A pattern I have observed in projects falling behind is not a lack of output - but a lack of desired output. For example, a team is working on a critical project but the team is expected to deliver on 2-3 different activities eating 50% of the team’s time. Overall the team’s output could be high, but only 50% of that is being measured towards the critical project.
An insight for me from Thinking in Systems was that adding an information feedback loop is a good place to start for significantly improving a system. Information changes how decisions get made and can be much easier to add compared to building something.
A linear solution to our out problem is to push the team to do work ‘10 harder’. This could mean more hours or adding a team member, effectively doing more with more. We would expect this type of change of 10% increased inputs to result in a 10% increase in desired output, or even less if adding more people reduces output with training and onboarding (Brooks’s Law). Sometimes this is the best choice, but there might be a way to add a feedback loop and create a leverage point.
If we view a team as a system with two stocks of work. A stock of work contributing to the critical project, and a stock of work contributing to the non-critical project. In this system, our team is allocating 50% of their resources to each bucket and outputting 50 ‘work units’ per bucket (an arbitrary unit of measure). Adding 10% more work would increase the inputs to each bucket from 50% to 55% of the original baseline, bringing us from 100 total work units to 110, from 50 to 55 in our critical project.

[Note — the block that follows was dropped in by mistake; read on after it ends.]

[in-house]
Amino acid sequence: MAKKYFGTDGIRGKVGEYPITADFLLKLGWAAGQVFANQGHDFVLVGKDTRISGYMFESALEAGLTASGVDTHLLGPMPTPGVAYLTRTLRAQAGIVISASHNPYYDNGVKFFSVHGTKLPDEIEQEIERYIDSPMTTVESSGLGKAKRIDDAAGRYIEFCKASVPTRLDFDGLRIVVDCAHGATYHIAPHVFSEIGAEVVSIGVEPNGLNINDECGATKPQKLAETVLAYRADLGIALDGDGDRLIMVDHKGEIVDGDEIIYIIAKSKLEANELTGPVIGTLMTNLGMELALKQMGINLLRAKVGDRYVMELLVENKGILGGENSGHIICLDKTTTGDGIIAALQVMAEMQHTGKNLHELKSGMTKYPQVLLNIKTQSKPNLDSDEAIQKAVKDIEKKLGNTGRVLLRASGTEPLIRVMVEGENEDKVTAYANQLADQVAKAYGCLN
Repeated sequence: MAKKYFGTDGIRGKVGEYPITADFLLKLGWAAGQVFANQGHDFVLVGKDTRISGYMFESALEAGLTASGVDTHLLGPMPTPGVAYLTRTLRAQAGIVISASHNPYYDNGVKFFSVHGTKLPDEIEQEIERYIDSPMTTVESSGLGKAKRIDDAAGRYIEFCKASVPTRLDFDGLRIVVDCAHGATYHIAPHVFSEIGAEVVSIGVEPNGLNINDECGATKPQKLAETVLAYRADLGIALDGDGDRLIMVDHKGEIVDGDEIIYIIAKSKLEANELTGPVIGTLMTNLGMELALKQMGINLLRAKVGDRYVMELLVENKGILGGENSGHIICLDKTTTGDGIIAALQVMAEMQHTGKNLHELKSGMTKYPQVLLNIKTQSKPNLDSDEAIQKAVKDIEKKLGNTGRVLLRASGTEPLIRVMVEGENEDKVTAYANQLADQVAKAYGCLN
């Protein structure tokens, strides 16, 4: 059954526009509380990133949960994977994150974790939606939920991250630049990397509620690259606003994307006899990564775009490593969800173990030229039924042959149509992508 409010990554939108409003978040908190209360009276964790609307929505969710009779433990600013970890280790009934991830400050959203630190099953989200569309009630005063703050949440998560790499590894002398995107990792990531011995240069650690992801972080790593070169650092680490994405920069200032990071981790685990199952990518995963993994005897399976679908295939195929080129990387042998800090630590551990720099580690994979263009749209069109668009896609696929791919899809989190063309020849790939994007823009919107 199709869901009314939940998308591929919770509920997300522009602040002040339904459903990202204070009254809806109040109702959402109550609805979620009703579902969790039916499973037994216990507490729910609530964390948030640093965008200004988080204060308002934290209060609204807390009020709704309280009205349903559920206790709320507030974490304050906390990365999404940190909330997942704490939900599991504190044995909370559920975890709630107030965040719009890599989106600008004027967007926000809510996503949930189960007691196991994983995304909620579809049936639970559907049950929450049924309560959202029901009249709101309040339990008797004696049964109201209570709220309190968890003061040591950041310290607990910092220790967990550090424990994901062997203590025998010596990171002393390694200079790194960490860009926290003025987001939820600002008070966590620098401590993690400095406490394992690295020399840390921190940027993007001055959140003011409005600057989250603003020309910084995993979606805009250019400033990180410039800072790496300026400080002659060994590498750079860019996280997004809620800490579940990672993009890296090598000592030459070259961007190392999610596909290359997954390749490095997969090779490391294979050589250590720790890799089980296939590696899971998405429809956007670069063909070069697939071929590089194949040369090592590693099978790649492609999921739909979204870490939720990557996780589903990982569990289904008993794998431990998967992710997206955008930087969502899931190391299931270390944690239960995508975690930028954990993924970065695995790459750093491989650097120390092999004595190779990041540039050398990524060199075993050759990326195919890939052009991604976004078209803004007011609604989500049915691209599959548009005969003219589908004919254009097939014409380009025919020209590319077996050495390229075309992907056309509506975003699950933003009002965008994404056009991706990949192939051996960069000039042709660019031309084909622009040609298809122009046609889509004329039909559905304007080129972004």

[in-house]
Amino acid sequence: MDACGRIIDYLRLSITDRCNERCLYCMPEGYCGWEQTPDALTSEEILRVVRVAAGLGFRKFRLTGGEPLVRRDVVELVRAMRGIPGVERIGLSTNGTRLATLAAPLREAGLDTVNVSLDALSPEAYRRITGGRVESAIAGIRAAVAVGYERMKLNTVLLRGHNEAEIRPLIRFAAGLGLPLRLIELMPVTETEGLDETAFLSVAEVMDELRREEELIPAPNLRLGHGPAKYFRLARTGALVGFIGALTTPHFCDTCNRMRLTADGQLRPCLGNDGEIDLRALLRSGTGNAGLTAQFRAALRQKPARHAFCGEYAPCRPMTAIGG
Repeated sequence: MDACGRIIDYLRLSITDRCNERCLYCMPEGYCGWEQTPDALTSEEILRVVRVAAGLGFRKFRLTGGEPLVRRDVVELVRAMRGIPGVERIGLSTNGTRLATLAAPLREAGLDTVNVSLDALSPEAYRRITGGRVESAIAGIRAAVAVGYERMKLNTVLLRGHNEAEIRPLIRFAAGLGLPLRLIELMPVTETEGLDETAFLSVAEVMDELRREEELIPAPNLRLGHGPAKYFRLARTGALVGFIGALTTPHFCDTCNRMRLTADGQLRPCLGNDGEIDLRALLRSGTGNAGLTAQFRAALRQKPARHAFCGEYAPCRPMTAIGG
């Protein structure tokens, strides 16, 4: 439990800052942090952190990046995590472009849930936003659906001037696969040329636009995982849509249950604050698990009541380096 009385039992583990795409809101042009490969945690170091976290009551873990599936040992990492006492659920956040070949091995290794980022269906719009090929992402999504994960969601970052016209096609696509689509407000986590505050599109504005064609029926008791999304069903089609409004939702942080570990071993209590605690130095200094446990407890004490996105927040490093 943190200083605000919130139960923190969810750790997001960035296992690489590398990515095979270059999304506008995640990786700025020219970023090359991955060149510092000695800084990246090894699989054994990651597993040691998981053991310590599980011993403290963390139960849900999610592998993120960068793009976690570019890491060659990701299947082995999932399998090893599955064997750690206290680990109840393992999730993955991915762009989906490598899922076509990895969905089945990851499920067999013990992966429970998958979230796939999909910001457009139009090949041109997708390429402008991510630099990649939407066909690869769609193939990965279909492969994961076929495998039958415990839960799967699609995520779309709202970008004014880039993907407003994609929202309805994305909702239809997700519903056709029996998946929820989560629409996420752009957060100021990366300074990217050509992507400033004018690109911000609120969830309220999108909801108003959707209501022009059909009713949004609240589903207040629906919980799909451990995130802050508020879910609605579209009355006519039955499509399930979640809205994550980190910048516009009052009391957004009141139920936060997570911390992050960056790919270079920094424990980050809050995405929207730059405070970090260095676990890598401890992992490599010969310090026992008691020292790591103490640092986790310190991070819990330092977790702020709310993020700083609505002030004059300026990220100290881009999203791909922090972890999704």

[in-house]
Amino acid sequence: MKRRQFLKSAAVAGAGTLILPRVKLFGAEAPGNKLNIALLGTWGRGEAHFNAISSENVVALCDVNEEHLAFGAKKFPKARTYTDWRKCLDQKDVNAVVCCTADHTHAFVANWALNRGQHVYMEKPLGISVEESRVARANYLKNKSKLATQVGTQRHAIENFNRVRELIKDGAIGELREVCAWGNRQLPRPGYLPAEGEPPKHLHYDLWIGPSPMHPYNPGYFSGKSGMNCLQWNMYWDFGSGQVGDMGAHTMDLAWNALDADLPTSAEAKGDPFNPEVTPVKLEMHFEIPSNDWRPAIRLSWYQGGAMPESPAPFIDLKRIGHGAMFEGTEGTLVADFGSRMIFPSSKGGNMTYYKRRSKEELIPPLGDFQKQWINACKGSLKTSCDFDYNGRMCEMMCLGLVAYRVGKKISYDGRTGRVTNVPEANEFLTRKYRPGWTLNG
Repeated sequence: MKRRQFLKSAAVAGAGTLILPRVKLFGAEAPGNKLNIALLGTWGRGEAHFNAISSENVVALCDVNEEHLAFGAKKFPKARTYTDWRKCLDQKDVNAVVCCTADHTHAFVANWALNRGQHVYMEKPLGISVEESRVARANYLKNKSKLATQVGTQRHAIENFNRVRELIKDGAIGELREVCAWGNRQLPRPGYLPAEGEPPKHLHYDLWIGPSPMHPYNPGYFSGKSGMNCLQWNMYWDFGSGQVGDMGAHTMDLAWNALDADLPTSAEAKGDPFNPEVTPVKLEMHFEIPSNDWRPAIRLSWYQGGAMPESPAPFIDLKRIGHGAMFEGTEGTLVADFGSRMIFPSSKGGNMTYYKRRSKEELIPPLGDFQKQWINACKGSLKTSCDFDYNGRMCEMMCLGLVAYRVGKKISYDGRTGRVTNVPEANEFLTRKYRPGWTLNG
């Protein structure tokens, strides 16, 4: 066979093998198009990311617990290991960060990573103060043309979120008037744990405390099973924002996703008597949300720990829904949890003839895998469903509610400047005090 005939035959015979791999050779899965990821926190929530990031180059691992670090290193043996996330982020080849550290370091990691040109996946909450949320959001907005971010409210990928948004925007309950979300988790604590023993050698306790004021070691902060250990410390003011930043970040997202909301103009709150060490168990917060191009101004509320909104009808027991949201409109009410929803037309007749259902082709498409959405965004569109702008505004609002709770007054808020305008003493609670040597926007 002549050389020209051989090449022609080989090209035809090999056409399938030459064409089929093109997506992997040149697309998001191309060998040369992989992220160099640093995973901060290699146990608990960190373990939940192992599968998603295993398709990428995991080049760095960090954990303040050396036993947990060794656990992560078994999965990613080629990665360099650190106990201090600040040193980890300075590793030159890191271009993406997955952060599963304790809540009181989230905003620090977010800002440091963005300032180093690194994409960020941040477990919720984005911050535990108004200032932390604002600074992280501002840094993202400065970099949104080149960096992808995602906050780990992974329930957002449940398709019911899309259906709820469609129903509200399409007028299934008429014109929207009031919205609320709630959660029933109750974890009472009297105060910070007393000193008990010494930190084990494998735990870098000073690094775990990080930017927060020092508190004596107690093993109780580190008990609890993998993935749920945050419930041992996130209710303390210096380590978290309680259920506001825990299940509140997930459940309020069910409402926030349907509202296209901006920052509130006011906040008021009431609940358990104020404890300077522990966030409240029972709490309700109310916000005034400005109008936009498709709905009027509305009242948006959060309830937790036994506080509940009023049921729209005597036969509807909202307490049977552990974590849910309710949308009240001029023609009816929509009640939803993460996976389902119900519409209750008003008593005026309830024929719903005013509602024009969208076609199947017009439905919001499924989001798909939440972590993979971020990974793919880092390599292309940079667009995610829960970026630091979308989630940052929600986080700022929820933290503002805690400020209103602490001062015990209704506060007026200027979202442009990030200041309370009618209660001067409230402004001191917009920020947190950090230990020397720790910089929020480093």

Instead, let’s introduce an informational feedback loop. This information will surface the information of how much work is currently being done in the non-critical project category. Assuming we want to optimize for critical project work, we expect this to reduce the amount of work in the non-critical project. Team members have an easier forum to ask ‘should we be working on something else instead?’
What happens if we start to see a more favorable balance between critical work and non-critical work? Let’s say this changes our 50%/50% split to 75%/25% of critical vs non-critical work, reducing our non-critical work by half. This takes our critical work units from 50 to 75, representing a 50% improvement from our baseline, without adding more inputs to the system. Contrasted against our 10% extra output from 10% extra inputs, we were able to use a leverage point to increase output by 50% with 0% extra input.